Atuot headrest

Atuot headrest
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Accession Number:
[Southern Sudan] Upper Nile Sobat River
Cultural Group:
Date Made:
By 1909
Wood Plant
Carved , Decorated , Pyroengraved Pokerwork
Max Ht = 387, total L = 620; seat L = 445, seat W = 29, seat th = 24; leg diam = 16.5 to 20 mm [RTS 3/6/2005].
592.3 g
Field Collector:
Rowland Percy Somerset Elderton
PRM Source:
Rowland Percy Somerset Elderton
Donated 1952
Collected Date:
Headrest carved from a single piece of orangey brown wood (Pantone 729C) . This is an example of 'found form', with a naturally grown branch specifically chosen because its shape, with subsidiary branches coming off the main stem to form the three feet, was suitable for making a headrest. This example has been made to imitate an animal, possibly a giraffe. It consists of a narrow seat running horizontally across the top and almost straight across its length. The upper surface has been partially flattened along the front half of the seat, leaving it with defined sides and a slightly convex surface across the width; the back part of the seat still follows the natural curve of the original branch. This has a convex underside throughout. At the front of the seat, a branch angles out and up to form a long animal neck, flattened across its back, and terminating in a small triangular head with pointed crown. Small holes have been burnt into the surface of this to create eyes and nostrils, with a slit mouth cut below. A shorter, tapering branch forms a projecting tail from the back of the seat. 2 branches extend from the underside of the seat to form the legs, consisting of a thick branch at the front that forks almost immediately into 2 splaying legs, in an inverted 'Y' shape, and a single branch at the back that is in alignment with the seat body. These legs have uneven, faceted feet. It has been decorated across the body with a series of short lines, burnt into the surface using a heated tool. These run in columns down the outer faces of the legs, down either side of the seat and across the top of its rounded back part, across the top of the tail, and all around the neck. The headrest is complete and intact, but with some splits along the neck and seat area. It has a weight of 592.3 grams and is 387 mm high and 620 mm long; the seat is 445 mm long, 29 mm wide and 24 mm thick, while the legs have a diameter of from 16.5 to 20 mm.

Collected by Rowland Percy Somerset Elderton in 1909; donated to the Pitt Rivers Museum in 1952.

This is said to be a man’s headrest, used to keep the elaborate Shilluk hairstyle intact, “
The men wear their hair long and worked into a cone with a sharp point by means of cow dung and urine, constantly renewed. The head-rest prevents the sharp point being blunted during sleep” (information provided by the collector in a letter dated 27 April 1952).

For a similar headrest, see 1961.9.4, attributed to the Shilluk. This particular example is very tall, and may have been made as a piece of 'tourist art' rather than for actual use.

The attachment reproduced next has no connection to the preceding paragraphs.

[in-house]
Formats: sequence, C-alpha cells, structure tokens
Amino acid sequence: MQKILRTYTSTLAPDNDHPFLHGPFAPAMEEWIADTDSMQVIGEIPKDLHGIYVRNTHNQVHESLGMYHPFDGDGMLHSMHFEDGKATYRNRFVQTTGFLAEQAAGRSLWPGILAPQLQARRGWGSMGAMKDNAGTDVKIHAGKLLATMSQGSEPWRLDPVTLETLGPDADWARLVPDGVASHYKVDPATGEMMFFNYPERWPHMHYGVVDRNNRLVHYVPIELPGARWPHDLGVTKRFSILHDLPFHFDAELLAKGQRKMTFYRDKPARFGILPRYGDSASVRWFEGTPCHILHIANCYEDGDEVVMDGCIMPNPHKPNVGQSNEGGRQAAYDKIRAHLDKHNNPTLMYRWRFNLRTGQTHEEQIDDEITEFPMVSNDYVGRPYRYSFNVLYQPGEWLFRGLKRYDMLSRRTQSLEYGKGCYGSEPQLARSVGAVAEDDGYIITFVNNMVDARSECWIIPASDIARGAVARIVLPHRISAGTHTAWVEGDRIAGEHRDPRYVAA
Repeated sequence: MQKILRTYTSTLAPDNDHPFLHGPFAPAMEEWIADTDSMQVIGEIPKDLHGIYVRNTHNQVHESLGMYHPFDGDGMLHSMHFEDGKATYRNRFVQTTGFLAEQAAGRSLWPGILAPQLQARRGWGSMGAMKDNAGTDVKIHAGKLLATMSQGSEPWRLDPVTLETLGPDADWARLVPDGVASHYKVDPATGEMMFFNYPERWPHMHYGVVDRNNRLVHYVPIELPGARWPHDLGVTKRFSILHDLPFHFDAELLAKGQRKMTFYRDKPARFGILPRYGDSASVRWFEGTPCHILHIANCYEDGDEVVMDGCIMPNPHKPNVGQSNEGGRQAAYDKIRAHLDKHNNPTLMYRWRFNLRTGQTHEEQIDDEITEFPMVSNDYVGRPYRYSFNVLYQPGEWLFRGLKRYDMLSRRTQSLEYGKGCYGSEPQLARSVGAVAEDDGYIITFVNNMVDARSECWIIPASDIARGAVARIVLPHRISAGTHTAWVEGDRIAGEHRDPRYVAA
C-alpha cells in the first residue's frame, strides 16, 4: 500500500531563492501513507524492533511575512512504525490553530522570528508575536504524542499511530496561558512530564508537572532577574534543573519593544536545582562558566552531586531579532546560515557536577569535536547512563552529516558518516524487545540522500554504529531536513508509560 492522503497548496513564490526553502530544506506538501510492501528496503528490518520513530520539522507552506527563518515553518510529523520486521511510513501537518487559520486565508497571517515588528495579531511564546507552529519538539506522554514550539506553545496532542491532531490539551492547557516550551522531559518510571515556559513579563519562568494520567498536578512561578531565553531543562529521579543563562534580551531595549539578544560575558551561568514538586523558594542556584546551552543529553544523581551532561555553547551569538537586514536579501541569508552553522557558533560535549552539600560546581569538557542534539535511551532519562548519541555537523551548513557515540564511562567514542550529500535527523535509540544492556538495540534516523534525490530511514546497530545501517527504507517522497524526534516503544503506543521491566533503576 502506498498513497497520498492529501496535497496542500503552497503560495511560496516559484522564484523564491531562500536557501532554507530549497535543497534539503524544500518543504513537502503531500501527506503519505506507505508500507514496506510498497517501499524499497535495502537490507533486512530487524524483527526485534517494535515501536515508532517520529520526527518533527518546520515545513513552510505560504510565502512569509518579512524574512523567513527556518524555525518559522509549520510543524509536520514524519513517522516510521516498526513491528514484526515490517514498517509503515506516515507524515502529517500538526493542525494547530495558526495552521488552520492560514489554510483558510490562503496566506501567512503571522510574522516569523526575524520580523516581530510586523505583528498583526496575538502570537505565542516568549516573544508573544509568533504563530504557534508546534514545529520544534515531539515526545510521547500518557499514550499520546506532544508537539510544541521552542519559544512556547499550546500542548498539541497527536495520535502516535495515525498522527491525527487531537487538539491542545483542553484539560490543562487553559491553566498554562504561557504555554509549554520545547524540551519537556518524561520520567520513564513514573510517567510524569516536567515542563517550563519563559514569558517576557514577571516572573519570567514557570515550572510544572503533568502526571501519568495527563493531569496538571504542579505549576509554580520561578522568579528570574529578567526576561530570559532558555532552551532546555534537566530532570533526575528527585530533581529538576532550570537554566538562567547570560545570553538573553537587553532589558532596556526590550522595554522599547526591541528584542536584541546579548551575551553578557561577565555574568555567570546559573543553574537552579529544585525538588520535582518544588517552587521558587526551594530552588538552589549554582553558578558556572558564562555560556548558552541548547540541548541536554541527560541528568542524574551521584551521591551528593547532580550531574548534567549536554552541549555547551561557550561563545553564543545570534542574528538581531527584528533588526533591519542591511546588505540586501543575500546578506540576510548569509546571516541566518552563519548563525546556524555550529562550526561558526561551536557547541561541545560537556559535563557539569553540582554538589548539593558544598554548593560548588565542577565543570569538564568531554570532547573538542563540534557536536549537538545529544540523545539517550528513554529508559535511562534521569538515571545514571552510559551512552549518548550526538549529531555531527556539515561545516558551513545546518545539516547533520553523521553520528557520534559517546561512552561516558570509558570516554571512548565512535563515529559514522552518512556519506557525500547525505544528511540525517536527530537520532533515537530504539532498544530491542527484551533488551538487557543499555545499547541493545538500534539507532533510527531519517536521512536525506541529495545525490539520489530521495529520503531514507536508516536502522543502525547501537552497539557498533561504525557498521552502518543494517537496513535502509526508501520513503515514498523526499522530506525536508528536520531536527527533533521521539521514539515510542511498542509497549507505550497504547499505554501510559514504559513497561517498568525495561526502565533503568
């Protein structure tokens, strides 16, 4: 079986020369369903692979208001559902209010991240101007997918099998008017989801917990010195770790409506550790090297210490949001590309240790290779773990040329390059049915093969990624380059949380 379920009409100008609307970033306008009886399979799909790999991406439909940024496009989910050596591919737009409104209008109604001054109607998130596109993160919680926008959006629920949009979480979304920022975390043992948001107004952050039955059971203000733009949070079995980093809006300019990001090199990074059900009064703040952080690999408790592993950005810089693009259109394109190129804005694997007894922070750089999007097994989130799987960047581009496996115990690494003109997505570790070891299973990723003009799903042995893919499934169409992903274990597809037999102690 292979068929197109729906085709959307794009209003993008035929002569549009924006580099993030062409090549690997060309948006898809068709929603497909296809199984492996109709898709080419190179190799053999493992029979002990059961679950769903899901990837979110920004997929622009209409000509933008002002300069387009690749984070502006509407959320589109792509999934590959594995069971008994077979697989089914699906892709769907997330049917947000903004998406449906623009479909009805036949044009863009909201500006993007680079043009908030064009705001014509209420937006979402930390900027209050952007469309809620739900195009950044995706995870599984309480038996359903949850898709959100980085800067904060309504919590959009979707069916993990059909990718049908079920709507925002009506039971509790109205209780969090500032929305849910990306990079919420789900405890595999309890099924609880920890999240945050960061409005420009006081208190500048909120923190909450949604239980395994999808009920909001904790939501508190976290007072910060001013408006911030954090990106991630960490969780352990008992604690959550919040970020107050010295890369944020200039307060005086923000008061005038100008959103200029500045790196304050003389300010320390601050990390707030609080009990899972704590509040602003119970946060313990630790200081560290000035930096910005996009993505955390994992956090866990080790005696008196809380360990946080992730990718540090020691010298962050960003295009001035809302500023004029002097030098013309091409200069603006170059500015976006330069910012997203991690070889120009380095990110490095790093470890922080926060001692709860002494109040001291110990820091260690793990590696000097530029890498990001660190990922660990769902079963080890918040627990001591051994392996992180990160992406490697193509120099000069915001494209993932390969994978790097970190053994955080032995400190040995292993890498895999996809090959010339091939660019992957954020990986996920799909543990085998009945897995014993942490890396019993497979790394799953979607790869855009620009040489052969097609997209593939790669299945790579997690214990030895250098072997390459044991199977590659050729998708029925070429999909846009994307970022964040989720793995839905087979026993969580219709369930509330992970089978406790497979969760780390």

Rachael Sparks 30/9/2005.

Primary Documentation:
Accession Book Entry [p. 126] - MAJOR R.P. ELDERTON, WOODLANDS HOUSE, SHEFFORDS WOODLANDS, NEWBURY, BERKS. (Served in Egyptian Army, 1903-25). 1952.5.60 - SUDAN, ATWOT TRIBE (on the R. SOBAT which flows into the White Nile from Abyssinia). Man’s head-rest, c. 22” overall, 3-legged; branches serve as an animal’s limbs, and head also carved, all from a single piece of wood. [p. 127] Decorated with burnt-in ornament. Coll. 1909. (The men wear their hair long and worked into a cone with a sharp point by means of cow dung and urine, constantly renewed. The head-rest prevents the sharp point being blunted during sleep!)

Card Catalogue Entry - The card repeats the accession book entry, with further data 'coll. by donor 1909' [RTS 2/2/2004].

Related Documents File - Elderton contacted the museum to propose donating some objects in a letter dated 1 January 1952: 'It has been suggested to me by Mr. Coghlan of the Newbury Museum that as you have a considerable number of Sudan exhibits you might perhaps like to have all or some of the following items which came into my possession during my Service in the Egyptian Army from 1903 to 1925.' This object was not mentioned at that time, but appears in a second letter of 27 April 1952: ' ... You will see from the following list that I have added several items since I first wrote to you. ... From the Atwot Tribe (on the Sobat River which flows into the White Nile from Abyssinia) in 1909. A/ A Man's Head Rest. The Men wear their hair long, worked into a cone with a sharp point by means of cow dung and urine, constantly renewed! The rest prevents the smart point being blunted during sleep! ... I have made out the foregoing formal Inventory as your authority for your additions to your Catalogue, in case somebody should ever challenge any item. I have heard of such incidents occuring elsewhere! ...' [MOB 5/2/2002].

Pitt Rivers Museum label - SUDAN: ATWOT TRIBE (on R. SOBAT). Man's headrest. 1952.5.60. d.d. R.P. ELDERTON [circular metal-edged tag, tied to object; RTS 26/5/2005].

Funded by Arts and Humanities Research Council
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